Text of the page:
August 3, 2020

Congress Passes Shuttle Proposal

posted on: Thursday November 8, 2001

by Felicia Grosso
News Staff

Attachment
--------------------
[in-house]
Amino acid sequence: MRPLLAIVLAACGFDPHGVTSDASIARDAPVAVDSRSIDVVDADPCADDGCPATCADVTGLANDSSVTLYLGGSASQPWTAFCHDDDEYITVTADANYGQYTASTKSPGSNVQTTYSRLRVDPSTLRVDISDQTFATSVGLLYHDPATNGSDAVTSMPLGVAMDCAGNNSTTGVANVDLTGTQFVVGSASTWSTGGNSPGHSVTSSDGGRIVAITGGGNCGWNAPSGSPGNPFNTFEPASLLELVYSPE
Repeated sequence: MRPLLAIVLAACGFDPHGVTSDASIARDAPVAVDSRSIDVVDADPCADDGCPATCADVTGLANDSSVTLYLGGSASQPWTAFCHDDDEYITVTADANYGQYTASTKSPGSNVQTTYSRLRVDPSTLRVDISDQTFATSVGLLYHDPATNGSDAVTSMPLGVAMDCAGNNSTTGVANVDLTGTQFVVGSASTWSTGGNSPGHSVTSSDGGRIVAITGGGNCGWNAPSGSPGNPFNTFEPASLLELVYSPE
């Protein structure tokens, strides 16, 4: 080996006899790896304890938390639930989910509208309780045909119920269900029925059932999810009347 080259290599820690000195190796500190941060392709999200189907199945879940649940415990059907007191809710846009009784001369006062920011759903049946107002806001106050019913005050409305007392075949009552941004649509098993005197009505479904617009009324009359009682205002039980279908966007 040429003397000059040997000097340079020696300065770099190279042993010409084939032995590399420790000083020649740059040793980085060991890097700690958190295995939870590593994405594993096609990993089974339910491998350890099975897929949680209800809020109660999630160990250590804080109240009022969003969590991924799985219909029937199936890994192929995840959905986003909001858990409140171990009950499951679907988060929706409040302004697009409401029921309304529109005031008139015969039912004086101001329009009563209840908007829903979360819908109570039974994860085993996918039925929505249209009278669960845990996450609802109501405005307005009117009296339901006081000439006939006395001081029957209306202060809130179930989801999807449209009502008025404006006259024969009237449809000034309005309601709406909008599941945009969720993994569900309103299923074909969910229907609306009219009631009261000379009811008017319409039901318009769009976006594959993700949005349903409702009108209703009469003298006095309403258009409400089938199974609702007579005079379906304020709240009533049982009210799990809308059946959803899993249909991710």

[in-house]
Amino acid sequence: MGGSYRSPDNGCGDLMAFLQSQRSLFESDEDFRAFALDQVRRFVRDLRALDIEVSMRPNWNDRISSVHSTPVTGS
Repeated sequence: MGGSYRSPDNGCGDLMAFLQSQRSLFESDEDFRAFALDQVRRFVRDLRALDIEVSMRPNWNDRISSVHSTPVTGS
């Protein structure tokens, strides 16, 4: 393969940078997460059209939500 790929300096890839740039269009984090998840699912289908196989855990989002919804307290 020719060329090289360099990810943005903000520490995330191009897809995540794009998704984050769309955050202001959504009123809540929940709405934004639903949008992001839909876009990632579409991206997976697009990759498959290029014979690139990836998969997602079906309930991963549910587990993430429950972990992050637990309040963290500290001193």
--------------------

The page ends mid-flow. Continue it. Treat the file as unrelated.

Last week, Student Congress unanimously passed a recommendation to revise the campus’s shuttle service in an attempt to make it more accessible to a greater number of students. On Sept. 17, Student Congress first discussed revising the College’s current shuttle service, which they felt “wasn’t serving the students as completely as it could,” according to Student Congress President, Stephen Muzrall ’02. In a recommendation drawn up by Congress, it was stated that the shuttle service, which is run through the S.A.I.L. office, was not being “used to its fullest potential” and that it was traveling to “certain low-demand destinations as opposed to higher demand destinations.” In addition, Muzrall reported that there have been “lots of calls for more shuttles for community service students.” Through rider-ship surveys, where members of Congress’s Student Life committee boarded the shuttle at various times during the day to count its users, Congress discovered that there were not as many people utilizing the shuttle in the morning as they would like there to be. In an attempt to increase shuttle usage, Congress has proposed canceling some morning shuttles and running more in the afternoon. Congress has also proposed that “two shuttles be available in the weekday afternoons to accommodate transportation to and from the neighborhood and errand locations.” Other proposals for the service include expanding the routes of the shuttles. Congress has proposed having a shuttle that makes a “minimum of one daily trip to and from Thayer Street and Federal Hill on weekdays” as well as an increase in trips to Providence Place mall on weekends. Congress is also looking to acquire bigger shuttles that can hold more than fifteen people. There is also a proposal for possible shuttle stations to be built as well. In addition to proposing expanded routes, the recommendations also propose to increase advertising and publicity of the shuttle in attempt to boost ridership. Congress has proposed that the shuttle maps around campus be redesigned with “three dimensional appearance and visual destination points” to make it easier for students to locate the shuttle. Congress has also proposed that there be better publicity for the shuttle through the use of mass e-mail and wallet-cards. Muzrall believes that all students can help to improve the shuttle services. Many students are unaware of the fact that the college does not own their own shuttles, but rather they hire out the Professional Security Services company. “People complain to themselves and friends [about the shuttle] and not to the proper authorities,” he said. Muzrall explained that if a student has a complaint about the shuttle, they could write out a report in the S.A.I.L. office. Overall, Muzrall is excited about this proposal. “I think this will be really good for the school,” he said enthusiastically. “Sharon Hay [the director of S.A.I.L.] has been very helpful in the situation,” he added. Muzrall explained that many of the changes regarding the shuttle system are an “experiment,” and Congress, along with the S.A.I.L. office, will be working to figure out which proposals are the best. As of now, Congress does not have an exact date as to when the changes will take effect, but Muzrall believes it will be some time in the near future.

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